Starting a story with dialogue; writing sentences containing questions
Published: January 25, 2011
Q: Can I start a story with a line of dialogue?
A: Sure, you can put dialogue in the very first line of a work of fiction. Anton Chekhov’s story “My Life” begins like this:
The director told me: “I only keep you out of respect for your esteemed father, otherwise you would have been sent flying out of here long ago.”
“Guilt,” a short story by Judy Budnitz, begins this way:
“What kind of son are you?” asks Aunt Fran.
Both these stories open with an exchange that defines the moment and the conflict. Budnitz’s story continues:
Aunt Nina says, “Your own flesh and blood!”
“What your mother wouldn’t do for you . . .” Aunt Fran goes on. “She’d do anything for you, anything in the world.”
“And now you won’t give just a little back. For shame,” says Aunt Nina.
“Now I’m glad I didn’t have any children; it would hurt me too much if they grew up as hard and selfish as you!” Aunt Fran cries and shudders. The heat is stifling, but she pulls her sweater closer.
The reader learns the situation after these admonishments: Arnie’s mother has suffered a heart attack. Nothing can be done. She needs a heart transplant. Aunt Fran and Aunt Nina think Arnie should donate his heart. Opening with dialogue introduces conflict immediately. It also establishes a familiar scenario—a son not living up to expectations—before moving into more preposterous territory. The choice to start on dialogue places the emphasis on what is said, instead of where or why it’s said.
A quick look at the beginnings of a wide variety of stories, though, will reveal that starting with dialogue isn’t a common approach. Most fiction begins with narrative in order to ground the reader in a specific moment. Raymond Carver’s short story “Whoever was Using This Bed” is heavy on dialogue. It begins this way:
The call comes in the middle of the night, three in the morning, and it nearly scares us to death.
“Answer it, answer it!” my wife cries. “My God, who is it? Answer it!”
By situating the characters in place and time, the first line gives the reader the necessary context to understand the wife’s alarm.
Judy Budnitz takes this approach in her short story “Dog Days:”
The man in the dog suit whines outside the door.
“Again?” sighs my mother.
“Where’s my gun?” says my dad.
“We’ll take care of it this time,” my older brothers say.
Without the first line of narrative, the reader wouldn’t see the implications in what each character says.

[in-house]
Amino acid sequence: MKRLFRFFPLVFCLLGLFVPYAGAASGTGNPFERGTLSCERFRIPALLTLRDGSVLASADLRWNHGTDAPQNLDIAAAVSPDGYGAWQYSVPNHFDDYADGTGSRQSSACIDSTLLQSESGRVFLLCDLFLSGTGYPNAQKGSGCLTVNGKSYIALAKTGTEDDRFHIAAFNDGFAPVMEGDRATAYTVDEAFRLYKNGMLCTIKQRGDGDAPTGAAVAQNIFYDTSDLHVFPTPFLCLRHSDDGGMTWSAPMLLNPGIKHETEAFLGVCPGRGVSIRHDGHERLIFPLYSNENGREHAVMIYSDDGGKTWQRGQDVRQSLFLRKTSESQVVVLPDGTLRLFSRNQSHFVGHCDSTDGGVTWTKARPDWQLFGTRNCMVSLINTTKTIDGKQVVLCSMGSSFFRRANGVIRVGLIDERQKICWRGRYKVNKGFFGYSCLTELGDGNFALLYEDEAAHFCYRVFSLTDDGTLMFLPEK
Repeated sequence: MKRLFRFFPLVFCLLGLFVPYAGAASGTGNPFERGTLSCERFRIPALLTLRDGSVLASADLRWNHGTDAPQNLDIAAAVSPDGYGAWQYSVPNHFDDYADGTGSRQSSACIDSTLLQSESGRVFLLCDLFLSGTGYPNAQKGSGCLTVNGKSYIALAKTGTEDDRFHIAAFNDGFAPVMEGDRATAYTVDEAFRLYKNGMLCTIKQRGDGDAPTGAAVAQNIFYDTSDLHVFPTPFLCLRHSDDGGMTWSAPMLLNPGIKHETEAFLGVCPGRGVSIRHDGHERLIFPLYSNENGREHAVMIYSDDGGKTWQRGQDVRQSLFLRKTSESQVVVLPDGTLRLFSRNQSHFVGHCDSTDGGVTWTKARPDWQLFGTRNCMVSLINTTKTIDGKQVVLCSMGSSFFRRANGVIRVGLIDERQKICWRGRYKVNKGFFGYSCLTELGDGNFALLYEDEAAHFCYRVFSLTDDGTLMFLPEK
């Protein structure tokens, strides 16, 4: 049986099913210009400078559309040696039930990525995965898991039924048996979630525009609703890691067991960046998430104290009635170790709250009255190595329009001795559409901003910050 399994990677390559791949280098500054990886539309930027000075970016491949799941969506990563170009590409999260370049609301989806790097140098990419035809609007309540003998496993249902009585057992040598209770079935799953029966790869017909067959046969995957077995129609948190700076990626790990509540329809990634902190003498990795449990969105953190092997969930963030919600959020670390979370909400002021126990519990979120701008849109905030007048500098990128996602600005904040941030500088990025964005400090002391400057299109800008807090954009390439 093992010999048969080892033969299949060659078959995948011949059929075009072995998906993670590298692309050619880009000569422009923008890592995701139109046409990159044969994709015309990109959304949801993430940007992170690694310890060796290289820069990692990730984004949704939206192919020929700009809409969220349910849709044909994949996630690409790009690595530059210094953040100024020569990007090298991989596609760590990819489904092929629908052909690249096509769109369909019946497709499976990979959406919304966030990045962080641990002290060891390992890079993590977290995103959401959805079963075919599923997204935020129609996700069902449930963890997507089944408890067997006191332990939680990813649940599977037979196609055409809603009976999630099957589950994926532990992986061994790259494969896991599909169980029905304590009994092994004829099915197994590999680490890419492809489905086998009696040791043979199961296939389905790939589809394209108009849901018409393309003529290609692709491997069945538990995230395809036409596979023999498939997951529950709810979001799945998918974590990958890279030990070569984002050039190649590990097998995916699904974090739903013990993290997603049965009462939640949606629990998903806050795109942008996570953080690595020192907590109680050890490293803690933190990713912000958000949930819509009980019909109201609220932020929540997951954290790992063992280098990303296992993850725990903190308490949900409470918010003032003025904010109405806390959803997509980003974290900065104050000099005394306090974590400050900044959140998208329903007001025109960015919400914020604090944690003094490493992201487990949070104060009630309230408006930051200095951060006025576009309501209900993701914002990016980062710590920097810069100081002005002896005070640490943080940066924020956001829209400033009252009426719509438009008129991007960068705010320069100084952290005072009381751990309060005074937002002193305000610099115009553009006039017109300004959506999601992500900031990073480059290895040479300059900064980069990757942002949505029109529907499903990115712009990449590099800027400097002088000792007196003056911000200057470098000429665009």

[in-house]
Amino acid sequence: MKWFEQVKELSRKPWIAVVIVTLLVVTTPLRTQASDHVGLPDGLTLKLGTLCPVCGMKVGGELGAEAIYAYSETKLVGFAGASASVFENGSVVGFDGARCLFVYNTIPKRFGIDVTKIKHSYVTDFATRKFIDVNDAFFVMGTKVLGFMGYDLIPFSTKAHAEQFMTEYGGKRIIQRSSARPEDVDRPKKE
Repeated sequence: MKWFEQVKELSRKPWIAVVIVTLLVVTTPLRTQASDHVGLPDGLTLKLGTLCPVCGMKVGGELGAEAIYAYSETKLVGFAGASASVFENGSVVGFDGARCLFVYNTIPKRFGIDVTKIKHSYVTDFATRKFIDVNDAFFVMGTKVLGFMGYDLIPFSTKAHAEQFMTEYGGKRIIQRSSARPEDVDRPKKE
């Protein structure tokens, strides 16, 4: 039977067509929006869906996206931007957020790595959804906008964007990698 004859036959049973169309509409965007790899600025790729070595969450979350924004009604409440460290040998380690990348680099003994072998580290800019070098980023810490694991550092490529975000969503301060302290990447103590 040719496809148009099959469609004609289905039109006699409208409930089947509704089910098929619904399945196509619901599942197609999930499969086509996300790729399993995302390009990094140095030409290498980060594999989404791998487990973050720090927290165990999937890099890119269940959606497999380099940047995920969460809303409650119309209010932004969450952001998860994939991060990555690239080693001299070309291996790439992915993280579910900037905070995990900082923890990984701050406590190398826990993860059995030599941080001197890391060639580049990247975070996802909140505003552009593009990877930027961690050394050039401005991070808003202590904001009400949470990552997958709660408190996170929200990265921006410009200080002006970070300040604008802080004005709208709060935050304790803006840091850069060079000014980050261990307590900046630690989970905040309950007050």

Whether you begin with dialogue or narrative, make sure the first line is an evocative invitation into the story.
Q: This sentence has a question in it: “I wondered if she’d ever take me seriously?” However, I’ve been told it should end with a period. Why?
A: Question marks are used at the end of direct questions:
Will she ever take me seriously?
The sentence you’re using isn’t a direct question. In fact, it’s a statement detailing the narrator’s thought. As a result, it should end with a period. These kinds of questions are called indirect questions. There’s certainly a question in there, but it’s not stated directly. Here’s another indirect question:
The interviewer asked how the applicant would handle an emergency situation.
These kinds of statements come up often in exchanges that are summarized. If you wanted to make it a direct question, ending with a question mark, it should read something like this:
“How would you handle an emergency situation?” the interviewer asked.
Don’t confuse indirect questions with compound sentences that begin with statements but end with questions. For example:
Shelly wasn’t late, but would he still be at the diner when she arrived?
This is different than a compound sentence that ends with an indirect question:
Shelly wasn’t late, but she wondered if he’d still be there when she arrived.
Brandi Reissenweber teaches fiction writing and reading fiction at Gotham Writers' Workshop and authored the chapter on characterization in Gotham's Writing Fiction: The Practical Guide. Her work has been published in numerous journals, including Phoebe, North Dakota Quarterly and Rattapallax. She
was a James C. McCreight Fiction Fellow at the Wisconsin Institute for
Creative Writing and has taught fiction at New York University,
University of Wisconsin and University of Chicago. Currently, she is a
visiting professor at Illinois Wesleyan University.
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